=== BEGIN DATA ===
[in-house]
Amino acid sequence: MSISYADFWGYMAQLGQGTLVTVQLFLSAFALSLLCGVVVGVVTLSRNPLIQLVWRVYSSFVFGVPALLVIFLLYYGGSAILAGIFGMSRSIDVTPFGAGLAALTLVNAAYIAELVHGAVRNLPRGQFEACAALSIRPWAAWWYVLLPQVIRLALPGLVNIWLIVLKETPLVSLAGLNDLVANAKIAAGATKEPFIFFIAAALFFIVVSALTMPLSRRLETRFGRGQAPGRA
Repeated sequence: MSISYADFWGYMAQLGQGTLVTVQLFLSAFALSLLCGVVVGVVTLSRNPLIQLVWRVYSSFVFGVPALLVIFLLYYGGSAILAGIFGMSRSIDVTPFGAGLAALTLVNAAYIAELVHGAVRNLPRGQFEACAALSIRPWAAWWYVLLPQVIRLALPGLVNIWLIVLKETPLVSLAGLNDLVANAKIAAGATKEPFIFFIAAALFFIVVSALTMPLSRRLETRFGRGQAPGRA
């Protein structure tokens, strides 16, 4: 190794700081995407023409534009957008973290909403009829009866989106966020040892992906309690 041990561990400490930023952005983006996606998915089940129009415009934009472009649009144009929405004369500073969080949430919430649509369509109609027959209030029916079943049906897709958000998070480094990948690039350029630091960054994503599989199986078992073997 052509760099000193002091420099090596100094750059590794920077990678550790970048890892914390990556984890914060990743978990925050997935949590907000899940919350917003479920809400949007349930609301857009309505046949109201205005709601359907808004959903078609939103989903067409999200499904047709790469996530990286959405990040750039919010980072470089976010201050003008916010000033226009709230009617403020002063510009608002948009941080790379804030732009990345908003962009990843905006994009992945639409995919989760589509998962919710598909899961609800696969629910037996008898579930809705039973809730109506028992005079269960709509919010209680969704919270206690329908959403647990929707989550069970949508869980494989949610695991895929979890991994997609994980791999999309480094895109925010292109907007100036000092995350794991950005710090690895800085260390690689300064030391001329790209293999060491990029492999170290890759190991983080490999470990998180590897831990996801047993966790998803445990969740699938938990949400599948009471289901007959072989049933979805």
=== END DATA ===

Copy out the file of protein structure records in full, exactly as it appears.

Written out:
[in-house]
Amino acid sequence: MSISYADFWGYMAQLGQGTLVTVQLFLSAFALSLLCGVVVGVVTLSRNPLIQLVWRVYSSFVFGVPALLVIFLLYYGGSAILAGIFGMSRSIDVTPFGAGLAALTLVNAAYIAELVHGAVRNLPRGQFEACAALSIRPWAAWWYVLLPQVIRLALPGLVNIWLIVLKETPLVSLAGLNDLVANAKIAAGATKEPFIFFIAAALFFIVVSALTMPLSRRLETRFGRGQAPGRA
Repeated sequence: MSISYADFWGYMAQLGQGTLVTVQLFLSAFALSLLCGVVVGVVTLSRNPLIQLVWRVYSSFVFGVPALLVIFLLYYGGSAILAGIFGMSRSIDVTPFGAGLAALTLVNAAYIAELVHGAVRNLPRGQFEACAALSIRPWAAWWYVLLPQVIRLALPGLVNIWLIVLKETPLVSLAGLNDLVANAKIAAGATKEPFIFFIAAALFFIVVSALTMPLSRRLETRFGRGQAPGRA
């Protein structure tokens, strides 16, 4: 190794700081995407023409534009957008973290909403009829009866989106966020040892992906309690 041990561990400490930023952005983006996606998915089940129009415009934009472009649009144009929405004369500073969080949430919430649509369509109609027959209030029916079943049906897709958000998070480094990948690039350029630091960054994503599989199986078992073997 052509760099000193002091420099090596100094750059590794920077990678550790970048890892914390990556984890914060990743978990925050997935949590907000899940919350917003479920809400949007349930609301857009309505046949109201205005709601359907808004959903078609939103989903067409999200499904047709790469996530990286959405990040750039919010980072470089976010201050003008916010000033226009709230009617403020002063510009608002948009941080790379804030732009990345908003962009990843905006994009992945639409995919989760589509998962919710598909899961609800696969629910037996008898579930809705039973809730109506028992005079269960709509919010209680969704919270206690329908959403647990929707989550069970949508869980494989949610695991895929979890991994997609994980791999999309480094895109925010292109907007100036000092995350794991950005710090690895800085260390690689300064030391001329790209293999060491990029492999170290890759190991983080490999470990998180590897831990996801047993966790998803445990969740699938938990949400599948009471289901007959072989049933979805």